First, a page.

Old Rat, New Tricks

Refreshing the Appearance of an Outdated Big-Block Chevy

By Tommy Lee Byrd – Photography by the Author

Making horsepower requires a special skill set, which includes attention to detail inside the engine. The outside of the engine doesn’t affect horsepower, but it can set your car apart from the others at the local cruise night. During a recent project, we gave an outdated big-block Chevy a new look, while also improving its performance capabilities. We started with a crusty 396 and didn’t make many substantial horsepower improvements, but we did help its curb appeal without spending a tremendous amount of money on dress-up items.

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01 big-block chevy dress up 1967 Camaro
Our starting point for this engine bay makeover is a 1967 Camaro that was a street machine project in the ’80s. The 396ci big-block runs fine but is outdated and quite crusty, so we’re going to freshen it up while also helping it perform better.

Many of the parts and pieces that we installed were intended to bring the engine into the modern era of performance, but those components also gave it a fresh appearance. So we combined that with cleaning and painting to create a nice-looking package for a driver-quality car. Make no mistake, this isn’t show-car stuff, as we performed these upgrades with the engine still installed in the car and we didn’t go to extraordinary lengths to refurbish any original components.

Read More: Tested, Tuned & Torque for Days

The idea was to take away the ’80s appearance by first removing the bright yellow plug wires, “braided” radiator hose covers, and rusty valve covers. We also stripped down the cooling system and removed the intake manifold to have proper access to the block and cylinder heads for a little rattle-can restoration. A fresh coat of Chevrolet Orange helped breathe some life back into the old big-block, and we were able to start installing the new parts we ordered from Summit Racing.

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03 big block chevy dress up 1967 Camaro radiator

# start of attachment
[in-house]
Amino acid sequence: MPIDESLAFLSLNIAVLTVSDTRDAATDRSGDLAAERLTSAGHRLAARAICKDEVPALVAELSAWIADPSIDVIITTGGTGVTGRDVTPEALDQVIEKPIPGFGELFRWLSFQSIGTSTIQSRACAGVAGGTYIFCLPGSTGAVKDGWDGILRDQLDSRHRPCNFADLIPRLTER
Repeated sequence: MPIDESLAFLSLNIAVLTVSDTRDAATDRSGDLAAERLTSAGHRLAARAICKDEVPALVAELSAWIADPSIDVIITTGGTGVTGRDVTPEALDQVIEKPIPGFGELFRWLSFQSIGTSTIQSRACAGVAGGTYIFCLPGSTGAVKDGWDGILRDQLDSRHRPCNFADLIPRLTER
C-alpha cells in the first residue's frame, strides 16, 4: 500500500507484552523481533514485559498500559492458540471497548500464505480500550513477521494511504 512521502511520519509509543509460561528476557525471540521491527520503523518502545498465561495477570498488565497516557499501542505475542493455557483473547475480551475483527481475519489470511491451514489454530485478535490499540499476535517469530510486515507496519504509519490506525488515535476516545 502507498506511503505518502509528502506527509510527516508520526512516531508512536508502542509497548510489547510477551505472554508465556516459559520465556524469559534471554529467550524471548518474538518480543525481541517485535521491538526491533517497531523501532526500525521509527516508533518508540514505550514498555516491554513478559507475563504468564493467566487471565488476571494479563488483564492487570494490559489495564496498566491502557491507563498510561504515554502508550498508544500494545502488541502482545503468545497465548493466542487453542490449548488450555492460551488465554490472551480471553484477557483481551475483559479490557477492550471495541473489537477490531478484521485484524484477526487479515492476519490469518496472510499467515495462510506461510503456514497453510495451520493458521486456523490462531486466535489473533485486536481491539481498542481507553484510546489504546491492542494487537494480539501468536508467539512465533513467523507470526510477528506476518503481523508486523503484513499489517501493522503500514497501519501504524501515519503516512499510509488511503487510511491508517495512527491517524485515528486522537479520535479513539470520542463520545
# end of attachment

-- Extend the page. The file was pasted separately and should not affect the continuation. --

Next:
The first step in the makeover is draining the cooling system and removing the radiator. Then, we remove the mechanical fan, water pump, and alternator to provide access to clean the front of the engine block and cylinder heads.

We wanted a mostly original look, so we went with a mild-mannered dual-plane aluminum intake and a set of OE-style chrome valve covers and air cleaner with factory-style decals. We did upgrade to new headers and a completely new cooling system, as well as a serpentine pulley system to really dress up the front of the engine. The combined result of the new components, detail work, and simple stuff, like new coolant hoses and clamps, gave this ratty big-block a new life.

02 big block chevy dress up 1967 Camaro cooling system
Even though the car runs fine we can see that many of the components need to be replaced. We’ll focus heavily on the car’s cooling system, as it needs a new water pump, coolant hoses, and radiator. During that process, we’ll swap the mechanical fan for a pair of electric fans.
04 big block chevy dress up decades-old headers
Next, we remove the decades-old headers. These long-tube headers are beyond crusty, so it’s in our best interest to replace them. If your headers aren’t pitted badly, you can have a local powdercoat shop recoat them to save a few bucks.
05 big block chevy dress up HEI distributor
We’re checking over the ignition system and will likely replace the common parts, such as the cap and rotor. The HEI distributor is in good working order, but we plan to remove it so we can then remove the intake manifold.

06 big block chevy dress up Edelbrock Torker II intake manifold